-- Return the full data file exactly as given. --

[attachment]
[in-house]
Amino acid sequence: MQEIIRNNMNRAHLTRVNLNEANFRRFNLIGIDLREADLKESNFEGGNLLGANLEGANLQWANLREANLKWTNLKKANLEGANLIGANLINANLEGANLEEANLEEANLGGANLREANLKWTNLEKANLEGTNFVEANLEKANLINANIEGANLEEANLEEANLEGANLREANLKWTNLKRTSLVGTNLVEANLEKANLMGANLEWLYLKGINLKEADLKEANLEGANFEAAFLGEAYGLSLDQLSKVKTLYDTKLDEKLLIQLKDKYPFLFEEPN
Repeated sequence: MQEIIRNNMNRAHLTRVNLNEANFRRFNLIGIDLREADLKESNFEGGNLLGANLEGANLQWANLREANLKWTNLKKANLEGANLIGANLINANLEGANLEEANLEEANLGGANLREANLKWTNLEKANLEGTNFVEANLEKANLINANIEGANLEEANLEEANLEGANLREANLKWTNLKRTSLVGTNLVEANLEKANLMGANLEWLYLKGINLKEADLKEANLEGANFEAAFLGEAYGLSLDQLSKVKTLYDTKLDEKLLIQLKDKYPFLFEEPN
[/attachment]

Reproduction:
[in-house]
Amino acid sequence: MQEIIRNNMNRAHLTRVNLNEANFRRFNLIGIDLREADLKESNFEGGNLLGANLEGANLQWANLREANLKWTNLKKANLEGANLIGANLINANLEGANLEEANLEEANLGGANLREANLKWTNLEKANLEGTNFVEANLEKANLINANIEGANLEEANLEEANLEGANLREANLKWTNLKRTSLVGTNLVEANLEKANLMGANLEWLYLKGINLKEADLKEANLEGANFEAAFLGEAYGLSLDQLSKVKTLYDTKLDEKLLIQLKDKYPFLFEEPN
Repeated sequence: MQEIIRNNMNRAHLTRVNLNEANFRRFNLIGIDLREADLKESNFEGGNLLGANLEGANLQWANLREANLKWTNLKKANLEGANLIGANLINANLEGANLEEANLEEANLGGANLREANLKWTNLEKANLEGTNFVEANLEKANLINANIEGANLEEANLEEANLEGANLREANLKWTNLKRTSLVGTNLVEANLEKANLMGANLEWLYLKGINLKEADLKEANLEGANFEAAFLGEAYGLSLDQLSKVKTLYDTKLDEKLLIQLKDKYPFLFEEPN